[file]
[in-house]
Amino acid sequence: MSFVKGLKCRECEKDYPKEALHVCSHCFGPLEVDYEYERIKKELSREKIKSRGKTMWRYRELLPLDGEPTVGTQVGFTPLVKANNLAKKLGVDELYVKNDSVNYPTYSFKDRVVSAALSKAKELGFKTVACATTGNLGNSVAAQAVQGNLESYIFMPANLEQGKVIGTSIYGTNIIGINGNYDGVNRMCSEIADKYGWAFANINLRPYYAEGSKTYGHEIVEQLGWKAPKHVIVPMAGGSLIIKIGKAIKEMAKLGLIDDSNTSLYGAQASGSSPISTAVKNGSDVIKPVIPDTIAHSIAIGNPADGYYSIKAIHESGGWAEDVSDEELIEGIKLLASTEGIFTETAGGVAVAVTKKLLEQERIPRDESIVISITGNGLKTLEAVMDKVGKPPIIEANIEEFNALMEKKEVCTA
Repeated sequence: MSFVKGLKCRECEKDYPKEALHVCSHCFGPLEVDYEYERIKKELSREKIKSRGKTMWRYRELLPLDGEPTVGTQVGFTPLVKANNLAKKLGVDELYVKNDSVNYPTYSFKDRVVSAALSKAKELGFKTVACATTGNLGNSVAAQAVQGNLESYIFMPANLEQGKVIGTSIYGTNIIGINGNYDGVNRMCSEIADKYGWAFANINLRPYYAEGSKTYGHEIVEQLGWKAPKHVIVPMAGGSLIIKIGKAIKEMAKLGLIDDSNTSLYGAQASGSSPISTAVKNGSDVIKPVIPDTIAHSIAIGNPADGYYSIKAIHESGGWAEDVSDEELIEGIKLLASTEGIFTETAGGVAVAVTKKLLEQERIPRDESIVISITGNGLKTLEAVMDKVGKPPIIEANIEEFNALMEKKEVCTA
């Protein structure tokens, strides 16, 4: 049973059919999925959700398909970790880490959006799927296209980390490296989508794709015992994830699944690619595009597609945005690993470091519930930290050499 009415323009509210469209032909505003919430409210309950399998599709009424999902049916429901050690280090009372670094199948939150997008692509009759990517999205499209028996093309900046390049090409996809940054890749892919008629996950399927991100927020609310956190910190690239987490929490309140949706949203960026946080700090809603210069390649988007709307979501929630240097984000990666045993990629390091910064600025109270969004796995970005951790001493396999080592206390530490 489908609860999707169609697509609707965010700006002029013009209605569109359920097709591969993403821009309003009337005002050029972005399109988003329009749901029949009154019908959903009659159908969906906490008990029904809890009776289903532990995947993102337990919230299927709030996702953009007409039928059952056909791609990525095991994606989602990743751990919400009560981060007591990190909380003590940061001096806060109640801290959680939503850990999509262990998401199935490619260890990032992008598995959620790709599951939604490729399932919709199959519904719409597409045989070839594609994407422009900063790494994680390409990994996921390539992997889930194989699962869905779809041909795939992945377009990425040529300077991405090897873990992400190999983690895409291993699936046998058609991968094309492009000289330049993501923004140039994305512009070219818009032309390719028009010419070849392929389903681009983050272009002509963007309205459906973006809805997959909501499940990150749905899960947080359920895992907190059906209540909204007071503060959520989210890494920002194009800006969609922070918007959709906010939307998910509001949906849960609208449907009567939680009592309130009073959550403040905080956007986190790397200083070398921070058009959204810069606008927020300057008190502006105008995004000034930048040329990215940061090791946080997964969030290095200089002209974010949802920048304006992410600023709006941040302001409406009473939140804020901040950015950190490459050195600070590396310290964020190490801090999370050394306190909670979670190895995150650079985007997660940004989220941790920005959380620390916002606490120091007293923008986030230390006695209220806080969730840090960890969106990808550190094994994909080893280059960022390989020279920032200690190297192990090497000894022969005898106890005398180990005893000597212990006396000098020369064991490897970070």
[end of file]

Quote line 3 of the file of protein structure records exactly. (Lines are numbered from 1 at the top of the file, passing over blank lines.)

Repeated sequence: MSFVKGLKCRECEKDYPKEALHVCSHCFGPLEVDYEYERIKKELSREKIKSRGKTMWRYRELLPLDGEPTVGTQVGFTPLVKANNLAKKLGVDELYVKNDSVNYPTYSFKDRVVSAALSKAKELGFKTVACATTGNLGNSVAAQAVQGNLESYIFMPANLEQGKVIGTSIYGTNIIGINGNYDGVNRMCSEIADKYGWAFANINLRPYYAEGSKTYGHEIVEQLGWKAPKHVIVPMAGGSLIIKIGKAIKEMAKLGLIDDSNTSLYGAQASGSSPISTAVKNGSDVIKPVIPDTIAHSIAIGNPADGYYSIKAIHESGGWAEDVSDEELIEGIKLLASTEGIFTETAGGVAVAVTKKLLEQERIPRDESIVISITGNGLKTLEAVMDKVGKPPIIEANIEEFNALMEKKEVCTA